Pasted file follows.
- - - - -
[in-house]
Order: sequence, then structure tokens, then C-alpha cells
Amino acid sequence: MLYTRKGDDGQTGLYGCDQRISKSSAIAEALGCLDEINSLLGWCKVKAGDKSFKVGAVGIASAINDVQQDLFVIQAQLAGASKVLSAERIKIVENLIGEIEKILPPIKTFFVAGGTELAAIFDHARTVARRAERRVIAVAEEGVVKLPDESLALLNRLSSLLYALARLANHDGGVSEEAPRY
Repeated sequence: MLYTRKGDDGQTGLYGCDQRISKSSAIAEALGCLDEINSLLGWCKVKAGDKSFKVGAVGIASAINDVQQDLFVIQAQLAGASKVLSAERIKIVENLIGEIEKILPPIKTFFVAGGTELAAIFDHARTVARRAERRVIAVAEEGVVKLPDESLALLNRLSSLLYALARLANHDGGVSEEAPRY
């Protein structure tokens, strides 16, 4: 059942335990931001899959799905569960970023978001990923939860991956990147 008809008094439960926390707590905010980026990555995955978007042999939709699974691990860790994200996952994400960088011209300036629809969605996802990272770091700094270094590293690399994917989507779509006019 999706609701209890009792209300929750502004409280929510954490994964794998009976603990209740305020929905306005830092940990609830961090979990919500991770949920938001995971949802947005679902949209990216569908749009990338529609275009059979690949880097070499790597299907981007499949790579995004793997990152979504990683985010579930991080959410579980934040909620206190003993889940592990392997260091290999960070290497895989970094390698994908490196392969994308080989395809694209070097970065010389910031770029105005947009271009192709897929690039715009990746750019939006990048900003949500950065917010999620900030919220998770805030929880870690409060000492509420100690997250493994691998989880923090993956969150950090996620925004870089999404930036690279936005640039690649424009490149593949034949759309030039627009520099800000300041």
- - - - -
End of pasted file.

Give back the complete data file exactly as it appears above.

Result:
[in-house]
Order: sequence, then structure tokens, then C-alpha cells
Amino acid sequence: MLYTRKGDDGQTGLYGCDQRISKSSAIAEALGCLDEINSLLGWCKVKAGDKSFKVGAVGIASAINDVQQDLFVIQAQLAGASKVLSAERIKIVENLIGEIEKILPPIKTFFVAGGTELAAIFDHARTVARRAERRVIAVAEEGVVKLPDESLALLNRLSSLLYALARLANHDGGVSEEAPRY
Repeated sequence: MLYTRKGDDGQTGLYGCDQRISKSSAIAEALGCLDEINSLLGWCKVKAGDKSFKVGAVGIASAINDVQQDLFVIQAQLAGASKVLSAERIKIVENLIGEIEKILPPIKTFFVAGGTELAAIFDHARTVARRAERRVIAVAEEGVVKLPDESLALLNRLSSLLYALARLANHDGGVSEEAPRY
């Protein structure tokens, strides 16, 4: 059942335990931001899959799905569960970023978001990923939860991956990147 008809008094439960926390707590905010980026990555995955978007042999939709699974691990860790994200996952994400960088011209300036629809969605996802990272770091700094270094590293690399994917989507779509006019 999706609701209890009792209300929750502004409280929510954490994964794998009976603990209740305020929905306005830092940990609830961090979990919500991770949920938001995971949802947005679902949209990216569908749009990338529609275009059979690949880097070499790597299907981007499949790579995004793997990152979504990683985010579930991080959410579980934040909620206190003993889940592990392997260091290999960070290497895989970094390698994908490196392969994308080989395809694209070097970065010389910031770029105005947009271009192709897929690039715009990746750019939006990048900003949500950065917010999620900030919220998770805030929880870690409060000492509420100690997250493994691998989880923090993956969150950090996620925004870089999404930036690279936005640039690649424009490149593949034949759309030039627009520099800000300041």